For instance, my personal experience example described earlier is a case of a (mild) culture clash. Although I know that my interlocutor values self-development, their priority is to contribute to society’s flourishing. Personal growth is a means to a more group-focused end. Therefore, my explanation for deciding to study philosophy as a self-development project, an end in itself, is a somewhat questionable justification according to the more collectivist cultural norms.
I can understand this partly because my background is a peculiar mix of individualistic and collectivist cultures that contributes to an inner tension of values. Something I am only beginning to realise and navigate.
There are, of course, more extreme cases of cultural differences in explaining and justifying behaviour. For example, Lavelle writes that “there are Pacific Island cultures where talking about mental states is taboo and informally punished through social exclusion” (p. 136).
While discussing what we and others want, hope for, miss or regret is a common pastime in many Western societies, considered acceptable (even expected) to interpret and justify behaviour, this is not a universal practice.
Less emphasis on psychological states as explanations of actions can reflect a broadly different cultural attitude, “namely that they take less precedence as explanations or justifications of behaviours than other factors (e.g., strict societal rules)” (Lavelle, pp. 136-137).
In such cultures, my decision to leave a well-respected career to study philosophy for the sake of personal growth would probably be judged as extremely selfish, no matter how desperately I try to justify this decision by referring to my individual psychological needs. Here, the broader cultural attitude prioritises group interests, and acceptable behaviour explanation has to fit into this framework. Context matters.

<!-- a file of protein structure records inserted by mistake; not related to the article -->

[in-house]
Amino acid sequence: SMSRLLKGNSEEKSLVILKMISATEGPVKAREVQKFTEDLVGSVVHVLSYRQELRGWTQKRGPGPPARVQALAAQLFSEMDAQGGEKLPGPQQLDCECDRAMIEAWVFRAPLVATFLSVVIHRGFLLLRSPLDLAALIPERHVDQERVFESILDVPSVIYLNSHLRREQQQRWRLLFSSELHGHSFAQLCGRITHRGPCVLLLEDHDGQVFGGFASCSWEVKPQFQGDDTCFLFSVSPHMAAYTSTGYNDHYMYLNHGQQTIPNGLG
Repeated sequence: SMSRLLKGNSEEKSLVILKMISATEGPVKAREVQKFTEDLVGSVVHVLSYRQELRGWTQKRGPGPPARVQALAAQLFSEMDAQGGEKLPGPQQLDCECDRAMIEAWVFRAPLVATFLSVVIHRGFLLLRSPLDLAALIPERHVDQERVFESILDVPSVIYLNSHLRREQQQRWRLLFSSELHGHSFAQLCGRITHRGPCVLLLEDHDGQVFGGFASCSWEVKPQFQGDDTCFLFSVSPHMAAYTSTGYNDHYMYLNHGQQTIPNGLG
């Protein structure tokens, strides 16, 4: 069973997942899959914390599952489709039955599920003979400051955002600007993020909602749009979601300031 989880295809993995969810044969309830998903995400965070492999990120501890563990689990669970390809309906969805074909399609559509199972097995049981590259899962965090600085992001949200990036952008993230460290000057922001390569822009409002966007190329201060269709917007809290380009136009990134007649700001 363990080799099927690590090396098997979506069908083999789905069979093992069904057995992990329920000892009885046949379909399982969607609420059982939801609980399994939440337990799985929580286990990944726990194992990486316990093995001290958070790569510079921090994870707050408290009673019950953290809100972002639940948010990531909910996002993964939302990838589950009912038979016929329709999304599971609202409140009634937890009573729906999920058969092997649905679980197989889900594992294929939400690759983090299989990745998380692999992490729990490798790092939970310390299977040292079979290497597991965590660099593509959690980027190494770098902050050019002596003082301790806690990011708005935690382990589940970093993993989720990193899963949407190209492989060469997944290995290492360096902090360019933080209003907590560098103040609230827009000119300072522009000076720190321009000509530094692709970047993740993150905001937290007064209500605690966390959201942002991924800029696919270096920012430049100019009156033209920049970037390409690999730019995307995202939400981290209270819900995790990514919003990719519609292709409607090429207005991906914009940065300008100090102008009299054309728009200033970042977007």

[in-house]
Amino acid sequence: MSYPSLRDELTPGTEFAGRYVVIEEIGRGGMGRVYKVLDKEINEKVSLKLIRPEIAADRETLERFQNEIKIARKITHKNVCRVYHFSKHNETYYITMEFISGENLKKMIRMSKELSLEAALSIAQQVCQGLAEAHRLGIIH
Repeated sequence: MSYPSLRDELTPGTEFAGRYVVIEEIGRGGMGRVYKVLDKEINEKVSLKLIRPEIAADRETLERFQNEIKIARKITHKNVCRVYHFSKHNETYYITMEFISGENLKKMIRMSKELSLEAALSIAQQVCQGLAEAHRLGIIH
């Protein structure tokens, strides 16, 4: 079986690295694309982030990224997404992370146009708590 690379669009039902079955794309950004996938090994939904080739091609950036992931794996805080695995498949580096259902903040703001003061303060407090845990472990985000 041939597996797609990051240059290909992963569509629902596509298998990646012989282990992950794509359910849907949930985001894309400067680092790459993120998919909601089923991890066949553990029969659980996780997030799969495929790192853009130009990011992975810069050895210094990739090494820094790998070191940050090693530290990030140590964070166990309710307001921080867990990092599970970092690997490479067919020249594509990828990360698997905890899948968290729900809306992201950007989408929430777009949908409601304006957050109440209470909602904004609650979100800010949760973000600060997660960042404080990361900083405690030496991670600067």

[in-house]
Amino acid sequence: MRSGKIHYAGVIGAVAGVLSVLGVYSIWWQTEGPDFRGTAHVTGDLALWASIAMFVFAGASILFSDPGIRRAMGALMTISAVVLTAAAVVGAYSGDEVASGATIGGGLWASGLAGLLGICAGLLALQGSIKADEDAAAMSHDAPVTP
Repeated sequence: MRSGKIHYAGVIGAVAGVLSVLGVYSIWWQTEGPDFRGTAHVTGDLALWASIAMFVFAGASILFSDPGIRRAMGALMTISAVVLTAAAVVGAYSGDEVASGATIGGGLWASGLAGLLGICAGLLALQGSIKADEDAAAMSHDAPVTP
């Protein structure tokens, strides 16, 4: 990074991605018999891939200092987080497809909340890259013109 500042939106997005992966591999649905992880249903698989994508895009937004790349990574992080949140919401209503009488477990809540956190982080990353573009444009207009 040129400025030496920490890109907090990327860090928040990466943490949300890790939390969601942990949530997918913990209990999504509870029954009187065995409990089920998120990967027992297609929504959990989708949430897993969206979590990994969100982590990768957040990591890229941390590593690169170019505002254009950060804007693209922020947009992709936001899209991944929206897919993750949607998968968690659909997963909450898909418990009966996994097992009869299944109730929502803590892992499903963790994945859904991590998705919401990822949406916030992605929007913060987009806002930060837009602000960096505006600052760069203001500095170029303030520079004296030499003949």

Our personalities, worldviews, values, priorities, bodies, sensations, feelings and thoughts (collectively ‘life maps’) are crucial in determining our behaviour and interaction with others.
This interaction, in turn, influences and shapes our life maps reinforcing or updating the interpretation of actions. We can change our minds, see old things in a new light, or fortify our existing beliefs.
In philosophy, the circular movement of meaning creation is called a hermeneutic circle. Indeed, we can become less selfish and more patient, generous, and accepting by consciously guiding our self-development along this circle of (re)interpreting the world and ourselves in it.
Stay tuned for more about the hermeneutic circle in upcoming articles.
Image credit: Photo by Suzanne D. Williams on Unsplash